An intensifying feud between Tokyo and Seoul continued to escalate Wednesday, with Prime Minister Shinzo Abe telling a parliamentary committee that comments by the speaker of the South Korean National Assembly had angered many in Japan.
Discord in the long-standing alliance also saw renewed attention in Washington, as U.S. Republicans and Democrats came together in support of resolutions aimed at reinforcing the trilateral relationship.
“I believe many Japanese people felt shocked and angered,” Abe said regarding Speaker Moon Hee-sang’s request in an interview last Thursday for an apology from Emperor Akihito in order to address the “comfort women” issue.
The term “comfort women” is a euphemism used to refer to women who provided sex, including those who did so against their will, for Japanese troops before and during World War II.
In the interview, Moon said, “If a person like that (Emperor Akihito) holds the hands of the elderly and says he’s really sorry, then that one word will resolve matters once and for all.”
Speaking in Washington on Monday, he reiterated the need for an apology from “a leader in a responsible position in Japan” to South Korean media.
According to Yonhap News Agency, Moon went on to say Tuesday that he “cannot understand at all” Abe’s protest at his remarks, and to reject Tokyo’s demand for an apology.
Abe responded to those comments during the Lower House Budget Committee session Wednesday, saying, “It is extremely deplorable that the speaker has repeated similar remarks.”
“Bilateral ties cannot continue if a promise between countries was overturned by a change of government,” he added.
The South Korean speaker’s remarks have drawn ire from Japan at a time when bilateral ties were already suffering over other wartime related issues as well as a row over a South Korean Navy vessel’s alleged locking of fire-control radar on a Japanese patrol plane in December.
On Tuesday in Washington, Members of the U.S. House of Representatives and Senate from both parties responded to the escalating tensions by introducing resolutions in the two chambers affirming Congress’ strong support for ties between the three countries and the critical importance of cooperation.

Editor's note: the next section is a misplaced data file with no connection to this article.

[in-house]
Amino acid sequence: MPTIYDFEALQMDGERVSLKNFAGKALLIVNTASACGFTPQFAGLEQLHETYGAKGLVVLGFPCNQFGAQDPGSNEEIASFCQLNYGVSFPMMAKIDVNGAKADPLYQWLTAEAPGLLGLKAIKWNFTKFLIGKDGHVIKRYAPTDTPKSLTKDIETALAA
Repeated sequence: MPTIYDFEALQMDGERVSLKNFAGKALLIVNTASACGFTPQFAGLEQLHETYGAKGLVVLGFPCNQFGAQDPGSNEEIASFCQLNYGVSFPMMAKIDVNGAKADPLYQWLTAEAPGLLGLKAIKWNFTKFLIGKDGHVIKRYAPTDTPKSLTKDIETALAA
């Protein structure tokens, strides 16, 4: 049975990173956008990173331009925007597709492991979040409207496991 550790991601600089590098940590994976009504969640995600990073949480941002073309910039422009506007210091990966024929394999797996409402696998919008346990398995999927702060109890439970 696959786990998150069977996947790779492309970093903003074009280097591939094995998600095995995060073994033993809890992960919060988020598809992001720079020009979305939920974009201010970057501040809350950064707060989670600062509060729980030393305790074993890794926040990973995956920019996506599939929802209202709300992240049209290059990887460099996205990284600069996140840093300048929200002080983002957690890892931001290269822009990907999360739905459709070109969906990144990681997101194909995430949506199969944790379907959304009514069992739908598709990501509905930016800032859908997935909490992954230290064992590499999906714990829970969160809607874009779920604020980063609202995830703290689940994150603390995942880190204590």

The dispute threatens regional efforts to rein in North Korea’s nuclear program, just weeks before U.S. President Donald Trump is set to hold a second summit meeting with North Korean leader Kim Jong Un in Vietnam on Feb. 27-28.
“With so much at stake … it is critical that we maintain a responsible path forward,” Democratic Rep. Eliot Engel, chairman of the House of Representatives Foreign Affairs Committee and a co-sponsor of the measure, said in a statement.
The measures were introduced by Engel and Rep. Mike McCaul, the top Republican on the House Foreign Affairs Committee, as well as top Senate Foreign Relations Democrat Bob Menendez and the leaders from both parties of the Senate Foreign Relations and House Foreign Affairs Asia subcommittees.
Foreign Minister Taro Kono said Tokyo has lodged protests with Seoul and demanded an apology from Moon, as well as a withdrawal of his comments, five times since the South Korean speaker’s interview with Bloomberg News last Thursday sparked the most recent clash in the monthslong frictions.
The two countries reached an agreement in 2015 aimed at settling the comfort women issue “finally and irreversibly,” with Tokyo funding a foundation designed to help the victims.
But a new government in Seoul has since revisited the deal, concluding it could not settle the issue as the agreement failed to reflect the opinions of surviving victims. The South Korean government also said last November it would dissolve the foundation.
“I hope South Korea will deal with the matter in a sincere manner,” Kono said, regarding the neighboring country’s response to Japan’s repeated requests for an apology and withdrawal of the comments.
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